Not all our visits on the lake were to shops, though. We also made a stop with Abdo and Barbara at an important temple about which we knew absolutely nothing as we entered. However, the objects of veneration in the centre of the temple were so bizarre that I had to break out my Lonely Planet to see if it would shed any light on them. They looked to us like nothing more than golden blobs, reminding us of something that you might have seen in a Star Trek episode when an away team landed on an obscure planet where the locals worshipped formless entities of pure energy or something. What these things turned out to be was in fact five Buddha statues that have been venerated for so long by people who would add little sheets of gold to their surfaces, that their forms had been completely obliterated, turning them into what the guidebook calls “amorphous blobs”. Once a year these statuettes are paraded around the lake on a special barge (which can be seen next door), but some years ago the boat tipped over, causing the Buddhas to tumble into the water. Divers were able to retrieve all but one of them, but when they returned them to their spot in the temple they found that the fifth one was already back! A miracle!! As a result, that one is no longer taken out of the temple on the barge, apparently. It is still the custom for people to affix gold leaf to the statues, so we figured I would join in and have Barbara take my photo doing so, as you can see here.
Adding my 50 cents (-worth of gold)
On the day we left Inle, we set off from the hotel at the crack of dawn for the boat ride back to Nyaungshwe, from where we drove to that day’s market town, Pindaya. As it turns out, Pindaya is famous for its tea, and it’s one of the top sources for laphet, the fermented green tea leaves that I mentioned before. So of course I had to buy some to go with the laphet dish that I bought in Bagan. Here I also managed to persuade Barbara and J2 to join me for a bite to eat at one of the market stalls, and we wound up having what was easily the best dish of the trip thus far, just a simple dish of noodles with a great mixture of aromatic spices and dressings. Like all meals in Burma, this one came with a bowl of soup, as you can see below.
Eating our Shan noodles
Pindaya is also home to a massive cave that has been turned into a shrine of sorts (for reasons that are a bit mysterious, but one argument is that some maidens were imprisoned here by a giant spider that was vanquished by Rama or something, or at least that’s why we think there’s a huge spider statue at the entrance being shot at by a bow-and-arrow-bearing Rama).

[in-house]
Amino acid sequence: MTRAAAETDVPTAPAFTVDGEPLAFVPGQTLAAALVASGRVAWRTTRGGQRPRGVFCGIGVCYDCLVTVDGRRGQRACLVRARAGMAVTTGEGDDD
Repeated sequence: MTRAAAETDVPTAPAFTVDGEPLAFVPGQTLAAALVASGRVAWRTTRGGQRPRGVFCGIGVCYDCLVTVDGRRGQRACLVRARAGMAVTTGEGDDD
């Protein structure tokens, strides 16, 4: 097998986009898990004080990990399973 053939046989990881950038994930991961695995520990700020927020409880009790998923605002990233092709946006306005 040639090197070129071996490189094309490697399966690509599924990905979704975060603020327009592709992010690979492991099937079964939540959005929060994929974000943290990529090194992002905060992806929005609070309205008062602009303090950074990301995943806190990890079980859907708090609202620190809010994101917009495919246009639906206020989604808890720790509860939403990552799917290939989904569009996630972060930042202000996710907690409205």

Entrance to Pindaya Cave
Inside the cave are something like 8700 Buddha statues, which is certainly enough Buddhas for anyone, or at least I could have done with seeing only the first thousand or so, since once again we were barefoot in this hallowed space, and the walkways were damp and sticky with a combination of humidity, cave drippings, and the detritus of countless pious feet. Yuck.
A bevy of Buddhas
I think our driver was surprised at how little time we had spent in the cave, and he scrambled a bit to find something else to do before we had to go to the airport to catch our flight to Yangon. So we just sort of meandered a bit, stopping at a little stall to buy some tea (we had seen that he had bought quite a few packs, at the request of a friend of his back in his hometown) and then walking through a field of baobab trees. Then we had a bit of a highlight by stopping at a traditional paper-making workshop where we got to see how they make beautiful rustic paper and then turn the paper into umbrellas. The techniques they employ to make these things were very impressive, and we could hardly leave without buying something, even if it meant having to come up with a way to schlep a rather bulky and fragile item all over the place.
With that our time upcountry was over, and we returned to Yangon for a few final days in this great country.